July 2018

From The Pastor's Heart

As Independence Day approaches this year, we have many reasons to be thankful, but there’s also cause for concern as we observe the tragedies that have happened in our country in the last few years.

By Charles F. Stanley

As Independence Day approaches this year, we have many reasons to be thankful, but there’s also cause for concern as we observe the tragedies that have happened in our country in the last few years. When we hear about school shootings, terror attacks, and bombings that take innocent lives, we may wonder where God is in all this. Why does He allow these tragedies? Couldn’t He do something to prevent them?

The most basic answer to these questions is that we live in a fallen world. Disasters, crime, evil, violence, hatred, and death are the result of sin, which entered the world when Adam and Eve disobeyed God. Everything and everyone has been affected by it, and none of us are exempt.

Yet knowing this, we may still question why God allows these tragedies to occur. If He’s good and loving, wouldn’t He protect His creation from harm? The truth is there are some things in life we will simply not be able to understand. In Isaiah 55:8-9 God says, “‘For My thoughts are not your thoughts, nor are your ways My ways’ ... ‘For as the heavens are higher than the earth, so are My ways higher than your ways and My thoughts than your thoughts.’”

So how are we to respond to tragedies when we don’t understand what God is doing? For believers, our first response should be to trust God (Prov. 3:5). It’s easy to trust Him when we can feel His loving hand reaching out to strengthen and guide us. But when God’s wisdom and purposes transcend our limited minds, and we aren’t capable of comprehending His ways, we must rely on what He has told us about Himself in His Word and trust Him like small children trusting their parents.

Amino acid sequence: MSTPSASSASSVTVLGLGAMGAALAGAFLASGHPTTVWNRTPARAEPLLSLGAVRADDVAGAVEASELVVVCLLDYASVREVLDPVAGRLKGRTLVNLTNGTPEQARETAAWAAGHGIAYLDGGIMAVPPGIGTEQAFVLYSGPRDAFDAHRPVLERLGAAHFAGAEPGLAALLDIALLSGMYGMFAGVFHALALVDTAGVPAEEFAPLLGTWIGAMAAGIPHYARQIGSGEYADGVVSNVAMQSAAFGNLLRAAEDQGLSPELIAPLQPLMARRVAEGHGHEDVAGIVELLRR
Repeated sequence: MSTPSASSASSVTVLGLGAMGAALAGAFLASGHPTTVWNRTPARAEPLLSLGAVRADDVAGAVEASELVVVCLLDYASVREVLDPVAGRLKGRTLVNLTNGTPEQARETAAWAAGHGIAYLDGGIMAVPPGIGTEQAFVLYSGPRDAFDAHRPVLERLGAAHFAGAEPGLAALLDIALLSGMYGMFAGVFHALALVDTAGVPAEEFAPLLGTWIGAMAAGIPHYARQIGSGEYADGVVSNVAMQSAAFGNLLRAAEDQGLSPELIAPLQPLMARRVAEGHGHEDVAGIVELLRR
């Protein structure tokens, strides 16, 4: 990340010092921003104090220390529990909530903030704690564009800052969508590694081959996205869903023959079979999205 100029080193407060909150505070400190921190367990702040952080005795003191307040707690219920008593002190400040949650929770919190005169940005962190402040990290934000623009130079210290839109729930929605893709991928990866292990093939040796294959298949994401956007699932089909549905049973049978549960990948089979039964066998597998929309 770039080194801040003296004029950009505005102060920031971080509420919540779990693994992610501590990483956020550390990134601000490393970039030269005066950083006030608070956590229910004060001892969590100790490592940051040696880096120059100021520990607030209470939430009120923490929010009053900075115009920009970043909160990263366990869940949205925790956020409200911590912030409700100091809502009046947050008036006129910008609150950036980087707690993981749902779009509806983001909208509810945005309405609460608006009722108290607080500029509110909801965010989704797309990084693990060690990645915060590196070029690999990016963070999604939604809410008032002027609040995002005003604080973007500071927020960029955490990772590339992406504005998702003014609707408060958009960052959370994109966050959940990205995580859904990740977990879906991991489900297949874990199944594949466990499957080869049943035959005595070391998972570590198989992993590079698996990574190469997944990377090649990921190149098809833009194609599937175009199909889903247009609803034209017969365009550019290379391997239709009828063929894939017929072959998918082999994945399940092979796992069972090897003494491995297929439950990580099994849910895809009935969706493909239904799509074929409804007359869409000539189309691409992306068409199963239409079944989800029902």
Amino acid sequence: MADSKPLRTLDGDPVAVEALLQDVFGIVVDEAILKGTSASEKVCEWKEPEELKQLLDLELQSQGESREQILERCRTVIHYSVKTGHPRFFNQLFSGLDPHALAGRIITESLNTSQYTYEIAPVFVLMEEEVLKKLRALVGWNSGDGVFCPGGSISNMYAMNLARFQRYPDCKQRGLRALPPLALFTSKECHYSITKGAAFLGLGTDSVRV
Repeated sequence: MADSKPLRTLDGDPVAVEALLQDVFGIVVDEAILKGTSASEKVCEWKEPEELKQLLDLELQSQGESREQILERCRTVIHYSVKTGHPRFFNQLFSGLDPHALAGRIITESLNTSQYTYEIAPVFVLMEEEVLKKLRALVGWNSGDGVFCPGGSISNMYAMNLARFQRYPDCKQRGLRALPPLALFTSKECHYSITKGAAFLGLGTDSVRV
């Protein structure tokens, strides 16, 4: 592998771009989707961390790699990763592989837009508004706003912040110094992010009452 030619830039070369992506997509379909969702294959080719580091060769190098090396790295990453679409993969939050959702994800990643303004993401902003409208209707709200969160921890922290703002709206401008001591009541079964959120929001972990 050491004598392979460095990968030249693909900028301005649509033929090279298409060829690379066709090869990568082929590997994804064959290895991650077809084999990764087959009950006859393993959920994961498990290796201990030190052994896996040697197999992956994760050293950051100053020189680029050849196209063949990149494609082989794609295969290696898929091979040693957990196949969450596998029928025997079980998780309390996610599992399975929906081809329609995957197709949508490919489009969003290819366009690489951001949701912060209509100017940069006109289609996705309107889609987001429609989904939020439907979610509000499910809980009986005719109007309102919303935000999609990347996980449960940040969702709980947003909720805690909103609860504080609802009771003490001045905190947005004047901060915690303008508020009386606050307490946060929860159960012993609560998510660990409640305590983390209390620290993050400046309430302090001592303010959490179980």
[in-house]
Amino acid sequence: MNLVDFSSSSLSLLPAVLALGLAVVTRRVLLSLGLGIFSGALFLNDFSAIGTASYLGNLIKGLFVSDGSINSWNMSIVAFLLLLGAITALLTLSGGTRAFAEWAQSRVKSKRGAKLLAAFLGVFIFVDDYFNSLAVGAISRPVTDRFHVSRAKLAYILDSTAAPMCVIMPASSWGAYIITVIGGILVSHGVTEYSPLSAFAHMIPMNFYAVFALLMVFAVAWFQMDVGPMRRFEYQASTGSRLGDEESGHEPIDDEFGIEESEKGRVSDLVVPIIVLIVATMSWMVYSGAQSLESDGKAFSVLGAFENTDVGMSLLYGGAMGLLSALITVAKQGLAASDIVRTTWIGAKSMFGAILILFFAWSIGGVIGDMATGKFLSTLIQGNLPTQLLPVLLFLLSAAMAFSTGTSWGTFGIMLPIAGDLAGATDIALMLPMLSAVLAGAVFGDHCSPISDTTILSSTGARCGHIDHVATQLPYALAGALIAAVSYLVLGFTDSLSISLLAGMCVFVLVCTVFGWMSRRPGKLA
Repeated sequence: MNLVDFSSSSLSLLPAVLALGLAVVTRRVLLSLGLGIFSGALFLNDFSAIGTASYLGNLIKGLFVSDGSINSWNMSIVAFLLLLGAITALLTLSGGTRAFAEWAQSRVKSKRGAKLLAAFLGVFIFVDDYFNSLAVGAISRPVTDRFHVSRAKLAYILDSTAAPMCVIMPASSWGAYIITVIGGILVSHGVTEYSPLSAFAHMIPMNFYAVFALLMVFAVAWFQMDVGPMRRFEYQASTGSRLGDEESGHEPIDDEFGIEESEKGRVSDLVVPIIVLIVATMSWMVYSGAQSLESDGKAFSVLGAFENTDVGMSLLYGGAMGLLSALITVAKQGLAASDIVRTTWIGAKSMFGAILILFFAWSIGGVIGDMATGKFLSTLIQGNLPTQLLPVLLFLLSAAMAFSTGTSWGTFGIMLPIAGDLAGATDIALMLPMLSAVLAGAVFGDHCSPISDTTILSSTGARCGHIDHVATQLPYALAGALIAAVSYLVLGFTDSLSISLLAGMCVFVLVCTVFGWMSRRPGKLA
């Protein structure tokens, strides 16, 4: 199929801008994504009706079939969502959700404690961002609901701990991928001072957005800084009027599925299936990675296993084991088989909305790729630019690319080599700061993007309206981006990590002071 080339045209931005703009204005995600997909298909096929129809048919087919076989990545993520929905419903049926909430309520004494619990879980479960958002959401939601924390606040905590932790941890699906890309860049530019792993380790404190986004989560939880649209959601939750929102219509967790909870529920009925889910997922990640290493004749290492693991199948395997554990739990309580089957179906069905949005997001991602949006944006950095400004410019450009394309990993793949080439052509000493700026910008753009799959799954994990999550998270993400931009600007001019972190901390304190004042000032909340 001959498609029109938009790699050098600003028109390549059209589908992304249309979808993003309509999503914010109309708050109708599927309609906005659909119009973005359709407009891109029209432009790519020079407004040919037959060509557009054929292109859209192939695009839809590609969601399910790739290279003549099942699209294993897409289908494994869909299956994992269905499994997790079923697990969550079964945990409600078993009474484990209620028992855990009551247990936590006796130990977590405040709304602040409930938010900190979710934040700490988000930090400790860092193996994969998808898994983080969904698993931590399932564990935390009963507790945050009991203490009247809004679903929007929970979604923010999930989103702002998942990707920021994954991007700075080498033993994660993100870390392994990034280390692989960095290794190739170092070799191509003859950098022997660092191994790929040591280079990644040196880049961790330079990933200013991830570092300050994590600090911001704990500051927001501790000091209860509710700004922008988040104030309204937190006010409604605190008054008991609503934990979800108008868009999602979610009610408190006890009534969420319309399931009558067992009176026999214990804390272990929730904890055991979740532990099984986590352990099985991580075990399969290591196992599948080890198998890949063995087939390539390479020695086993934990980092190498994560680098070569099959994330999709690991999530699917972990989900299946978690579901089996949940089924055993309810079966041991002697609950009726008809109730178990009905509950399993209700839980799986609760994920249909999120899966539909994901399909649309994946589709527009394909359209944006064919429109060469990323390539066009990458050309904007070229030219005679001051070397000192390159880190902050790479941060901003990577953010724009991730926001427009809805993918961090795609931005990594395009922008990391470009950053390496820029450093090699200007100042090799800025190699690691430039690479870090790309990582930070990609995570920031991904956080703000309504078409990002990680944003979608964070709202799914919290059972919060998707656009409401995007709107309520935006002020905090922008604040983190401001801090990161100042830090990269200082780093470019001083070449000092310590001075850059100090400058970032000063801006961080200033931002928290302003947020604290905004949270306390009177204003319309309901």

We need to get into God’s Word to see what He says about Himself. And the best time to do this is before tragedy strikes so we’ll have a firm foundation to support us in times of need. Once we have a scripturally accurate view of God, we will understand how to respond and go through calamity because we’ll know the God who loves us and holds us in His sovereign hand.

Second, we should respond with courage. Terrorist attacks and mass shootings naturally cause fear. For those who don’t know Christ, this can be overwhelming, but Christians have a confidence that transcends circumstances. Psalm 56:3-4 says, “When I am afraid, I will put my trust in You. In God, whose word I praise, in God I have put my trust; I shall not be afraid. What can mere man do to me?”

Third, we should respond with compassion. When we hear about the atrocities done to people, our hearts should go out to them in sympathy. This is an essential character trait of anyone who is a follower of Jesus. Look at His response in Matthew 9:36: “Seeing the people, He felt compassion for them, because they were distressed and dispirited like sheep without a shepherd.”

Although we don’t have all the answers to why tragedies happen, we are the only ones who have the message that can change someone’s eternal destiny.